Germany may not reach its 2020 target for cutting greenhouse gas emissions by 40% from 1990, according to a new report released by the German environment ministry on December 14. Its coal power plants are to blame.

As reported by Deutsche Welle (DW), Germany’s international broadcaster, Germany has implemented several measures to cut greenhouse gas emissions since 2014. But environmental activists have warned efforts need to be greater. By 2015, emissions were down by just 27%.

According to environmental campaigners including Greenpeace, Oxfam, WWF, Friends of the Earth Germany and the network Klima-Allianz Germany, the gap between government pledges and needed cuts could be more than 20 million tonnes of CO2.

While the 40% reduction currently looks unrealistic, the environment ministry is still hoping to reach at least 37%. But environmental groups say emissions are more likely to go down by only 33.5%.

In an interview with DW, Tina Löffelsend from Friends of the Earth Germany said: "For the first time, the government has seriously taken a look at emissions and analysed if the target can be reached. But we have to make clear, the gap is larger than they said, and what they can cover with the proposed measures is less than anticipated.”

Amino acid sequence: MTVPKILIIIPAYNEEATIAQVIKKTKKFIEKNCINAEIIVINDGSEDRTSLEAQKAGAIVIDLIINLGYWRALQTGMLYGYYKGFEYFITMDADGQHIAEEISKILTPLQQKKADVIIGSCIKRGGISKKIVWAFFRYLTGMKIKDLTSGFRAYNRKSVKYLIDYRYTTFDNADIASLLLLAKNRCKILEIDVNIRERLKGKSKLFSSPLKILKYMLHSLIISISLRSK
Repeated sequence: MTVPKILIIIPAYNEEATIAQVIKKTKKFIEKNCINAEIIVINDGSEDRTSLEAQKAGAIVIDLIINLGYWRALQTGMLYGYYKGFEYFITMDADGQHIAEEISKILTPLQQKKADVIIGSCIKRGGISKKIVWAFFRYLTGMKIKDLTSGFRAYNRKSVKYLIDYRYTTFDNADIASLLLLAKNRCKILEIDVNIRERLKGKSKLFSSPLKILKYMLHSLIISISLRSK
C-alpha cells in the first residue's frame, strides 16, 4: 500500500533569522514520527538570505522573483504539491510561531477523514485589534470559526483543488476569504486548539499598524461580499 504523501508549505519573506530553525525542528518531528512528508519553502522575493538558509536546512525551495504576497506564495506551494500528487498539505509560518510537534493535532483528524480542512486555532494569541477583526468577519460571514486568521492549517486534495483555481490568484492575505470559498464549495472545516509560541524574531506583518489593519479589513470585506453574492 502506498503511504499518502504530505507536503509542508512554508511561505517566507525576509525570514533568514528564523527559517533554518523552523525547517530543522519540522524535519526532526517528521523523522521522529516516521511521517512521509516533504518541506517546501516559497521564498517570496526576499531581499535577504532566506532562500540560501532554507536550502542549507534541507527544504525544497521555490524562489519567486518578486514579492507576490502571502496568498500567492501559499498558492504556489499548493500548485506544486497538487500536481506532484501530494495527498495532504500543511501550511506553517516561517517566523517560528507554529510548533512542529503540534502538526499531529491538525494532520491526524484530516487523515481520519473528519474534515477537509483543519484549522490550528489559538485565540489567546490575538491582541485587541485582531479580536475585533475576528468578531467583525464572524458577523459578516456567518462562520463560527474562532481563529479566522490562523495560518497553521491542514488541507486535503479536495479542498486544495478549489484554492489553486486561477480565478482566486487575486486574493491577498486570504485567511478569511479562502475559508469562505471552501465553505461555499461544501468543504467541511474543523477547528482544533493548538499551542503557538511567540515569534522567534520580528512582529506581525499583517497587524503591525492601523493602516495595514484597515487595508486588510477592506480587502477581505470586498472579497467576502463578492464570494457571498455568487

Nina Wettern, press officer for Germany’s environment ministry, told DW that they are working hard to reach 2020 climate goals. She added that 70% of the measures proposed for the Action Plan 2020 have already been adopted.

Environmentalists, however, point to coal. In Germany, power generation currently causes 40% of greenhouse gas emissions – and more than 40% of its current electricity generation comes from coal (brown and hard coal together).

Since brown coal is the most emissions-heavy energy source, phasing this out would be the most effective measure for reducing emissions and reaching climate targets in the short term.

According to DW, however, coal has a very powerful lobby in Germany that will prevent a quick phase-out.

In a separate online report, Power Engineering International noted that Germany’s action plan (since 2014) to cut emissions has included efforts to boost demand for electric cars and agreeing to mothball some brown coal-fired power plants.

The action plan, however, was expected to save between 62m and 78m tonnes of carbon dioxide, but now the government expects savings of just 58m tonnes, the environment ministry’s report said.

Διαβάστε ακόμα